''I'm One Hundred Percent on the Side of the Syrian Revolution''
Mr Adonis, your statements on the events in Syria have prompted a great deal of criticism. A poet of your standing certainly has to react to the way people feel in his society. Yet if he denies their intelligence that means disappointing their hopes. Might one say that is exactly what happened between you and the protesters in Syria?
Adonis: My opposition stance to the existing regime in Syria did not come about through these protests – it stems from much longer ago. I've been in a constant struggle with the existing regime's dictatorship for about 50 years. That means I'm automatically against it, of course.
But there are differences in the methods of resistance. I deplore violence in all its forms, however those who use it may justify it. I cannot abide it either on the part of the regime or on the part of the opponents to this regime. I'm in favour of peaceful resistance, resistance of the type Gandhi preached.
That may be the difference between us and the present opposition, who want to see things sorted out immediately and directly, as if this is the other face of the state's violence. I believe the opposition has to create new ethics and values so as to build a new society. But despite all that, I am on the side of this revolutionary movement, no matter what comes out of it. This movement is a sign of the vitality of the people, and an indication that they are adhering to freedom and the construction of a different future.
But the people calling for freedom haven't coordinated their demands with the Syrian opposition; the protests are spontaneous. You may be against the opposition's plans or against their lack of clarity, but the citizens getting hit by rifle bullets are not responsible for the opposition's standpoint!
Adonis: I am one hundred percent on the side of these popular movements, and I have not once said anything against them or criticised them. On the contrary: I have supported them, beginning with the actions in Tunisia and the events in Egypt. I have always been on the side of these spontaneous people's movements, from the very beginning.
In your open letter to Bashar Al Assad, you refer to Assad as the elected president. Yet he was never really elected. His father came to power through a military coup and Bashar inherited him without consulting the people. Everyone knows that votes or parliamentary elections have no meaning whatsoever in Syria – and that there is no freedom of opinion there. That's why the opposition criticised your wording of "elected president". What did you hope to achieve through this phrasing?
Adonis: Is there a single parliament that was chosen by a free election in the whole of the Arab world? At least there were elections in Syria – and a parliament was formed. The parliament is elected, and that parliament elected this president. Yes, perhaps the elections were rigged. Perhaps we can say: This man is elected – but the election was rigged. But why should we waste time on words?
Bashar Al-Assad did not come to power through a military coup like his father. In actual fact he was elected – albeit formally – by a parliament that was elected – again only formally – by the people. That is the sense in which I referred to him as an "elected president", because he's not a military man. Bashar Al-Assad did not come to power through a military coup.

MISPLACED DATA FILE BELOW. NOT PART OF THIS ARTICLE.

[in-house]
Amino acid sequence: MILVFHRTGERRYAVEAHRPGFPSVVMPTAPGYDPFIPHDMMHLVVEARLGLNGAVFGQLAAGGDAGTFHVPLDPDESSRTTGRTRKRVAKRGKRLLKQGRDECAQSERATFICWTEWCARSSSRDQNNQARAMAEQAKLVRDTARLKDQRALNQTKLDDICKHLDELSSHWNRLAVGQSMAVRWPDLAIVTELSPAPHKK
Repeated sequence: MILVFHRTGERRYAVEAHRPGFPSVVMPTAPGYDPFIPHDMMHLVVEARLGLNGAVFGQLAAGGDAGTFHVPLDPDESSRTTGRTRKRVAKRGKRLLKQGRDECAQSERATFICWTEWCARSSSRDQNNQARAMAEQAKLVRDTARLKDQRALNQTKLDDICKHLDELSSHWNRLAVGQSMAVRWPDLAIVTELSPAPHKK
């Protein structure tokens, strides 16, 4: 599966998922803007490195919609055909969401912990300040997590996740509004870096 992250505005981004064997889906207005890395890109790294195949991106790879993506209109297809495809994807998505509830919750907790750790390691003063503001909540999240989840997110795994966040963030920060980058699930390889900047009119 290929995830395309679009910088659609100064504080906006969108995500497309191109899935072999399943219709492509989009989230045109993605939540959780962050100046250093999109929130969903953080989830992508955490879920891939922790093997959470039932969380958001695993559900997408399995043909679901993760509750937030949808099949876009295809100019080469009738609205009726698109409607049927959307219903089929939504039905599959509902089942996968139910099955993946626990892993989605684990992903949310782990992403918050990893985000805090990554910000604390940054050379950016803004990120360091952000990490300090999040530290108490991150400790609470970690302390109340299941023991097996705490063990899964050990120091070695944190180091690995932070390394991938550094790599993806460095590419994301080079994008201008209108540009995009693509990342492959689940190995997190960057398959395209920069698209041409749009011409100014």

In your opinion, what is the best means for a poet to accompany his compatriots in their struggle against subjugation?
Adonis: There is only one of two options: Either he takes part in a practical sense and joins them on the streets, or he is on the side of the people with his thoughts, views and written statements. When it comes to poets, they are not generally on the practical side. They ought to be on the theoretical side instead.
Mr Adonis, one of the reasons why you received the renowned Goethe Prize in Germany is for transposing Europe's modern achievements to Arab culture. Do you want to use your works and projects addressing aspects of modern Europe to focus on the many changes that the Middle Eastern region is going through at the moment?
Adonis: First of all, it's a critique of the modern west with regard to the theoretical and practical side, as well as of western policy, in which modernism has become a mere instrument of hegemony. That's one thing, my critique of modernism as founded by the West.
The second is critique of Arab culture, that is, going further and further in criticising the Arab way of seeing oneself and the way of seeing others, but also the way the concepts of old and new are seen.
The third point is substantiating the future and the partnership between human individuals. The Arab individual – to be an Arab – has to be a human being. He has to be a German, a Frenchman, an American. That is, one's own self takes the place of the other, to incorporate him in oneself.
The extent that we incorporate others helps us to find our way to ourselves. Our own selves can't exist without the other. And that is the context of my critical work with regard to modern Europe and the modern Middle East.
Interview: Khaula Saleh
© Deutsche Welle/Qantara.de 2011
Adonis was born as Ali Ahmad Said in Lattakia, north Syria, in 1930. He is widely regarded as one of the most important poets in the Arab world. He is also a perennial favorite to win the Nobel Prize in Literature.
Translated from the German by Katy Derbyshire
Qantara.de editor: Lewis Gropp